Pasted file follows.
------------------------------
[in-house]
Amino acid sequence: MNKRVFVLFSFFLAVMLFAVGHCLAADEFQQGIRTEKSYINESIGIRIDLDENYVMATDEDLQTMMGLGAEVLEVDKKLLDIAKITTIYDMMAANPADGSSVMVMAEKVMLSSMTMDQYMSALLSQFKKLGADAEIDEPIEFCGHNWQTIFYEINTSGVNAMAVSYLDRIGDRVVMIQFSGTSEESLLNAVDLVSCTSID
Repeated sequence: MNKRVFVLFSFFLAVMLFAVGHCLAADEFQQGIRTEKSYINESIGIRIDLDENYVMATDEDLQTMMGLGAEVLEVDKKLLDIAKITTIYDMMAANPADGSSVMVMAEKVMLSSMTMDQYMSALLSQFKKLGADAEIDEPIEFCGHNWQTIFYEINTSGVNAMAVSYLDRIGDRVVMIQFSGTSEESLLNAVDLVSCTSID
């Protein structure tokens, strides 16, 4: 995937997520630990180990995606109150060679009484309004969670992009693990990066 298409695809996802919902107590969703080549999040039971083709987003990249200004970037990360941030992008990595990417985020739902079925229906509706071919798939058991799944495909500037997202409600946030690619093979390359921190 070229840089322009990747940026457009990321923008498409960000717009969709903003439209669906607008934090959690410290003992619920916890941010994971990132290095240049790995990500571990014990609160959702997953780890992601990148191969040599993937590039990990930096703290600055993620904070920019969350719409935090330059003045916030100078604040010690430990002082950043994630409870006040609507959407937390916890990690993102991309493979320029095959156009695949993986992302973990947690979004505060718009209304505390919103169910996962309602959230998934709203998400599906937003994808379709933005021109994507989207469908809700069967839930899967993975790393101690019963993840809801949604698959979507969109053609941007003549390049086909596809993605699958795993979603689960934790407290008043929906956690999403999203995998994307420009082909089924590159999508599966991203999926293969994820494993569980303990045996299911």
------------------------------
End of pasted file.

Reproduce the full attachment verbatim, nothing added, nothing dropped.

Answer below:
[in-house]
Amino acid sequence: MNKRVFVLFSFFLAVMLFAVGHCLAADEFQQGIRTEKSYINESIGIRIDLDENYVMATDEDLQTMMGLGAEVLEVDKKLLDIAKITTIYDMMAANPADGSSVMVMAEKVMLSSMTMDQYMSALLSQFKKLGADAEIDEPIEFCGHNWQTIFYEINTSGVNAMAVSYLDRIGDRVVMIQFSGTSEESLLNAVDLVSCTSID
Repeated sequence: MNKRVFVLFSFFLAVMLFAVGHCLAADEFQQGIRTEKSYINESIGIRIDLDENYVMATDEDLQTMMGLGAEVLEVDKKLLDIAKITTIYDMMAANPADGSSVMVMAEKVMLSSMTMDQYMSALLSQFKKLGADAEIDEPIEFCGHNWQTIFYEINTSGVNAMAVSYLDRIGDRVVMIQFSGTSEESLLNAVDLVSCTSID
């Protein structure tokens, strides 16, 4: 995937997520630990180990995606109150060679009484309004969670992009693990990066 298409695809996802919902107590969703080549999040039971083709987003990249200004970037990360941030992008990595990417985020739902079925229906509706071919798939058991799944495909500037997202409600946030690619093979390359921190 070229840089322009990747940026457009990321923008498409960000717009969709903003439209669906607008934090959690410290003992619920916890941010994971990132290095240049790995990500571990014990609160959702997953780890992601990148191969040599993937590039990990930096703290600055993620904070920019969350719409935090330059003045916030100078604040010690430990002082950043994630409870006040609507959407937390916890990690993102991309493979320029095959156009695949993986992302973990947690979004505060718009209304505390919103169910996962309602959230998934709203998400599906937003994808379709933005021109994507989207469908809700069967839930899967993975790393101690019963993840809801949604698959979507969109053609941007003549390049086909596809993605699958795993979603689960934790407290008043929906956690999403999203995998994307420009082909089924590159999508599966991203999926293969994820494993569980303990045996299911």